Carole Nash
Content Writer
Published: 27th September 2017

In the 1960s, supercars dominated the market, with vehicles like the Lamborghini Miura adding a new kind of style. A lot of motors fitted into the supercar category, and one of the most beautiful was the Alfa Romeo 33 Stradale. 2017 marks the car’s 50th anniversary, so we’re taking a look back at the history of the Stradale.


Designed by Franco Scaglione and built by Carrozzeria Marazzi, the first 33 Stradale was built in 1967. It was built at Autodelta’s workshop in Settimo Milanese. A second prototype with a magnesium body was started by Scaglione. Both featured a dual headlight arrangement, but Scaglione redesigned future cars because of regulations on minimum headlight distance from the ground. The first prototype was chosen as the official Stradale and it was introduced at the 1967 Turin Motorshow.


The Stradale was the first production car to feature stylish butterfly doors, which opened vertically to make it easier for the driver to enter and exit the car. A sleek, aluminium body gave it a streamlined appearance. The windows looked like they curved up into the roof, lending to a futuristic design that was years ahead of anything else on the market.

With a powerful 2.0-litre V8 engine, the car could reach 60 mph in 5.5 seconds and had a top speed of 160 mph. In 1968, it was the fastest commercially available car in the standing kilometre with a time of 24 seconds. This was measured by German Auto, Motor und Sport magazine. It even had a six-speed manual gearbox, making the Stradale very advanced for the time.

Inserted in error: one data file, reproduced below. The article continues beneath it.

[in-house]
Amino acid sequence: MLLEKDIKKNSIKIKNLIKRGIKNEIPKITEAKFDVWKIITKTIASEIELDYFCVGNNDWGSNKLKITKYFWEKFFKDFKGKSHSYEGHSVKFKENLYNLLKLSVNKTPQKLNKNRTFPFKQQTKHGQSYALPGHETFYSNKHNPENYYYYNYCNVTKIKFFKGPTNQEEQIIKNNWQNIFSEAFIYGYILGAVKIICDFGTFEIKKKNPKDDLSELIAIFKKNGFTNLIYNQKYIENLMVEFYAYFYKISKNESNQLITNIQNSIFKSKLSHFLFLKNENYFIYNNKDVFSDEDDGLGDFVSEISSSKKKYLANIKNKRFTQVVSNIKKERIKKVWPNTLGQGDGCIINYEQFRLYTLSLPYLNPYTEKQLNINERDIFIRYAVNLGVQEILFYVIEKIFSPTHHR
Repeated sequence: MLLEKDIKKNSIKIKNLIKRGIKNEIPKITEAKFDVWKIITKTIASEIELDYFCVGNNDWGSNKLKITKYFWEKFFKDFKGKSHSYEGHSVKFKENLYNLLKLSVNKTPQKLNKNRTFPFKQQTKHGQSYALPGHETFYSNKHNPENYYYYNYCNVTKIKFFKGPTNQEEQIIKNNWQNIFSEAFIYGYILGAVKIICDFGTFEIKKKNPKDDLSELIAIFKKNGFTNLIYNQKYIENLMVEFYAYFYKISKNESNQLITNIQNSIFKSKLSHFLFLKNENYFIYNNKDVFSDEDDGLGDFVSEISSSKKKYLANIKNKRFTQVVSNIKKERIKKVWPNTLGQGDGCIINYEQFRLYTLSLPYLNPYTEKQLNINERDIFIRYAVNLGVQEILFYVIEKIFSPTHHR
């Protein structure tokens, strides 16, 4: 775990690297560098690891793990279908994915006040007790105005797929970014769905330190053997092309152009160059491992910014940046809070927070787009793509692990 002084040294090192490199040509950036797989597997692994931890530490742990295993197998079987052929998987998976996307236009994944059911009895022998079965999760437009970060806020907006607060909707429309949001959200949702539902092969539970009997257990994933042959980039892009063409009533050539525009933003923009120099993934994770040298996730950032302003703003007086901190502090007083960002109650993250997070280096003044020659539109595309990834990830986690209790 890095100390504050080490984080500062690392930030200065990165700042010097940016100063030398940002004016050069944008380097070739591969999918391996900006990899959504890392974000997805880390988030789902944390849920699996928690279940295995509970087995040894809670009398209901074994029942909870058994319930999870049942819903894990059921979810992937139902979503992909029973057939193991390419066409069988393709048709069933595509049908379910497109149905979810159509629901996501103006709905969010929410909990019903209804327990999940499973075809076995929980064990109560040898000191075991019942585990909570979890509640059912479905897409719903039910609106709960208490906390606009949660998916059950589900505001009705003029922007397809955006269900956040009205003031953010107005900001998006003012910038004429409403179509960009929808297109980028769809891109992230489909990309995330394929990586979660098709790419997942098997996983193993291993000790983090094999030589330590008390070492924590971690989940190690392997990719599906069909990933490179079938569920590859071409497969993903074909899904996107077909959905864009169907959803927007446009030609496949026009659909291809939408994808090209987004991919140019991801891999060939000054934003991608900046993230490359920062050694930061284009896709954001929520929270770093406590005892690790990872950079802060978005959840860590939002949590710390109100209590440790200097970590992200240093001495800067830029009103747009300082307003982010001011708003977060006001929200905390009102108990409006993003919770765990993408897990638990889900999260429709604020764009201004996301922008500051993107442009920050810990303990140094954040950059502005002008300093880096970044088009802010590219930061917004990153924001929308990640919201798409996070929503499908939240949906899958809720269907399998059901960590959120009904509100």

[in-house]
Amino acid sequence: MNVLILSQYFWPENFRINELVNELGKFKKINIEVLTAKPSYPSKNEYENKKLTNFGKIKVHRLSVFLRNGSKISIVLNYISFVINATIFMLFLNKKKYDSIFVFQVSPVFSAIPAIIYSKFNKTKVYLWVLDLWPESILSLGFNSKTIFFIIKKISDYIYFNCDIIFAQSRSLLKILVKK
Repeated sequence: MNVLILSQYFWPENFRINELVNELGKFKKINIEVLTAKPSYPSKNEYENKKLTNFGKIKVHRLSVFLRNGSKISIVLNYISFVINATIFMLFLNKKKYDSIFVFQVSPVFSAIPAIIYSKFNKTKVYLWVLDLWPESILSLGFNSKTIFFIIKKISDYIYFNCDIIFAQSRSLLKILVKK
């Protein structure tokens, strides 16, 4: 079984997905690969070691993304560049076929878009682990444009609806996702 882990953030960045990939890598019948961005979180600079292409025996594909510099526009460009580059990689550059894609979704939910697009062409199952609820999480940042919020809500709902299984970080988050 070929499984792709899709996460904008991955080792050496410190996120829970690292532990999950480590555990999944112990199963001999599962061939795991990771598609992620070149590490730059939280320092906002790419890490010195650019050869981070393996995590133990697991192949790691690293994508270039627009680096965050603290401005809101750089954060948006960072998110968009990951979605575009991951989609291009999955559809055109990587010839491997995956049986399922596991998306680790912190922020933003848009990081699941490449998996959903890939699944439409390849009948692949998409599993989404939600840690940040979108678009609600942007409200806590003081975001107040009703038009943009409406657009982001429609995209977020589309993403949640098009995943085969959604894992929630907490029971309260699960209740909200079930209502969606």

As each model was built by hand, they all had unique features. The earlier models had twin headlights, while later versions had vents added behind the front and rear wheels. The vents helped hot air to escape from the brakes.

Between 1967 and 1969, only 18 Stradales were built, which is a shame because the car really is one of the most magnificent around. Of the 18 that were made, 13 were sent to customers, one was kept by Alfa Romeo and the rest were delivered to Italian design houses for concept styling. The Stradale served as the inspiration for Pininfarina’s 33.2, Bertone’s Carabo and the Alfa Navajo. But none of them stood up to the original Stradale.

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